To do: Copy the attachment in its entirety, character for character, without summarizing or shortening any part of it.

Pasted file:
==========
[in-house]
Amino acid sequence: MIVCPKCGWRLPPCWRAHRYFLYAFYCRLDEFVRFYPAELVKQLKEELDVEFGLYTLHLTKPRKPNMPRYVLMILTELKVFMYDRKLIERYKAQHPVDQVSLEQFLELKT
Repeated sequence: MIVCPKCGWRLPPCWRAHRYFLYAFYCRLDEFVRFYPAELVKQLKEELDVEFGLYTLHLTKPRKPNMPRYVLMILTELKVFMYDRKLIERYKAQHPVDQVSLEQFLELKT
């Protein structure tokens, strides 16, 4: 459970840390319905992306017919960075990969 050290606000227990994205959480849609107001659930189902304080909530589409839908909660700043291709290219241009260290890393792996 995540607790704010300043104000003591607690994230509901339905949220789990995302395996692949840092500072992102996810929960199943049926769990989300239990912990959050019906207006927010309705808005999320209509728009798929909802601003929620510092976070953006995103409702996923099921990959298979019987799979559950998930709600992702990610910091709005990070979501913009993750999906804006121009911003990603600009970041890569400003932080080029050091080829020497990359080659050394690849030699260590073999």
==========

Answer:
[in-house]
Amino acid sequence: MIVCPKCGWRLPPCWRAHRYFLYAFYCRLDEFVRFYPAELVKQLKEELDVEFGLYTLHLTKPRKPNMPRYVLMILTELKVFMYDRKLIERYKAQHPVDQVSLEQFLELKT
Repeated sequence: MIVCPKCGWRLPPCWRAHRYFLYAFYCRLDEFVRFYPAELVKQLKEELDVEFGLYTLHLTKPRKPNMPRYVLMILTELKVFMYDRKLIERYKAQHPVDQVSLEQFLELKT
């Protein structure tokens, strides 16, 4: 459970840390319905992306017919960075990969 050290606000227990994205959480849609107001659930189902304080909530589409839908909660700043291709290219241009260290890393792996 995540607790704010300043104000003591607690994230509901339905949220789990995302395996692949840092500072992102996810929960199943049926769990989300239990912990959050019906207006927010309705808005999320209509728009798929909802601003929620510092976070953006995103409702996923099921990959298979019987799979559950998930709600992702990610910091709005990070979501913009993750999906804006121009911003990603600009970041890569400003932080080029050091080829020497990359080659050394690849030699260590073999």